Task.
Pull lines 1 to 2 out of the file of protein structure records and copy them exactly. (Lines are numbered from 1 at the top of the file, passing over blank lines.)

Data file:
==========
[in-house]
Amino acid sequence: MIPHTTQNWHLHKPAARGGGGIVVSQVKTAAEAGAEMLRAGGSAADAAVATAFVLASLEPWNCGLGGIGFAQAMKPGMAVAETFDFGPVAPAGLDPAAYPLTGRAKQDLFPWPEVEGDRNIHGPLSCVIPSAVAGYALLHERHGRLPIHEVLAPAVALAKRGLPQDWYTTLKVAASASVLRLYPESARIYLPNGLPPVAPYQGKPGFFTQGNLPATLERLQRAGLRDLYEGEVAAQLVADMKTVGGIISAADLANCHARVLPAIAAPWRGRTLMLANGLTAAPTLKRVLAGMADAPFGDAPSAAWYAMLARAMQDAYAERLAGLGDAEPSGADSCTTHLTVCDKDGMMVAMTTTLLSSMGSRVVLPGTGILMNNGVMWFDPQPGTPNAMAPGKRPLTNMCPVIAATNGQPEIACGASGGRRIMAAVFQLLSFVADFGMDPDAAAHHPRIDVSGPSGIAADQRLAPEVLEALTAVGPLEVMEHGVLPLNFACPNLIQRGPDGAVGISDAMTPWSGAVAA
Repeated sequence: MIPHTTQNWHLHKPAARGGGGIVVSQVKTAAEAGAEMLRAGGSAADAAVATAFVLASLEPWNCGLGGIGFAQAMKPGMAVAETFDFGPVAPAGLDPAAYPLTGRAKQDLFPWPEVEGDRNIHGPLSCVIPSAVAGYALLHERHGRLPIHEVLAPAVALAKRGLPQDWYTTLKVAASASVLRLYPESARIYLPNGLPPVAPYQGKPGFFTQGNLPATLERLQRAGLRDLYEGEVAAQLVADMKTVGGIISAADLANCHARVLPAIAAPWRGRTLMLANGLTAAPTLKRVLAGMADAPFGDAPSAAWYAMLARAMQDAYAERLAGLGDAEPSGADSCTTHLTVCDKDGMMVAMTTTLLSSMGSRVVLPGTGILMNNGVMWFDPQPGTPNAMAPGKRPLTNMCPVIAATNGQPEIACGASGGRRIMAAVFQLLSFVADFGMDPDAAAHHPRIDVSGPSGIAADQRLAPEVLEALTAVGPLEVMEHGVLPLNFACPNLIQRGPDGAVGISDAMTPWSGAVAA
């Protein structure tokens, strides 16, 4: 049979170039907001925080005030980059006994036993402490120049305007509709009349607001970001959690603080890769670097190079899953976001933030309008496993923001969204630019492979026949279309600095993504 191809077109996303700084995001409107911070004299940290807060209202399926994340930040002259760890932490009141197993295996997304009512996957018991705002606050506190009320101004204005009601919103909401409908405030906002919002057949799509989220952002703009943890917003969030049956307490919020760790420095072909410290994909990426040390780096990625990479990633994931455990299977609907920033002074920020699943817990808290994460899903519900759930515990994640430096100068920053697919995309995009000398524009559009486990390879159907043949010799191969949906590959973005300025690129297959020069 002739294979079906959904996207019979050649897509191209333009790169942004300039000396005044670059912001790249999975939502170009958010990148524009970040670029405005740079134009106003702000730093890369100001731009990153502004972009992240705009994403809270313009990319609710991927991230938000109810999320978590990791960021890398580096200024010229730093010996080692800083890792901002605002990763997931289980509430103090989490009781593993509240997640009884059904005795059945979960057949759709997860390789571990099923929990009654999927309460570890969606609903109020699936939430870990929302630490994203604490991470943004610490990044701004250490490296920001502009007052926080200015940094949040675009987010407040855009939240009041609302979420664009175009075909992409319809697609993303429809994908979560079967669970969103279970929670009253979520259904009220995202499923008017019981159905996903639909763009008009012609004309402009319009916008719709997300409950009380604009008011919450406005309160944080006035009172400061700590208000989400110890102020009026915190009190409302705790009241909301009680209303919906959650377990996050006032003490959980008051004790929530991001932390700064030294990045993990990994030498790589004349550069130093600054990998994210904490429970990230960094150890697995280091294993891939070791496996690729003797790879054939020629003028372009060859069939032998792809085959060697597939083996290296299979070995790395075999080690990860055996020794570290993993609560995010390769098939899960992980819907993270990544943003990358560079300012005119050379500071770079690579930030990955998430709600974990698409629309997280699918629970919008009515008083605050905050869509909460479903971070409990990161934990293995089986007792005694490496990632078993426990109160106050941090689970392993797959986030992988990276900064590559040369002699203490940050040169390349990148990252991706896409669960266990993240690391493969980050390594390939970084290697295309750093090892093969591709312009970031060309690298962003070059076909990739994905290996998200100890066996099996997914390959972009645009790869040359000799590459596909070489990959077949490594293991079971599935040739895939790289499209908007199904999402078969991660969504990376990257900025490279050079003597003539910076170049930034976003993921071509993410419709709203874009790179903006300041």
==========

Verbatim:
[in-house]
Amino acid sequence: MIPHTTQNWHLHKPAARGGGGIVVSQVKTAAEAGAEMLRAGGSAADAAVATAFVLASLEPWNCGLGGIGFAQAMKPGMAVAETFDFGPVAPAGLDPAAYPLTGRAKQDLFPWPEVEGDRNIHGPLSCVIPSAVAGYALLHERHGRLPIHEVLAPAVALAKRGLPQDWYTTLKVAASASVLRLYPESARIYLPNGLPPVAPYQGKPGFFTQGNLPATLERLQRAGLRDLYEGEVAAQLVADMKTVGGIISAADLANCHARVLPAIAAPWRGRTLMLANGLTAAPTLKRVLAGMADAPFGDAPSAAWYAMLARAMQDAYAERLAGLGDAEPSGADSCTTHLTVCDKDGMMVAMTTTLLSSMGSRVVLPGTGILMNNGVMWFDPQPGTPNAMAPGKRPLTNMCPVIAATNGQPEIACGASGGRRIMAAVFQLLSFVADFGMDPDAAAHHPRIDVSGPSGIAADQRLAPEVLEALTAVGPLEVMEHGVLPLNFACPNLIQRGPDGAVGISDAMTPWSGAVAA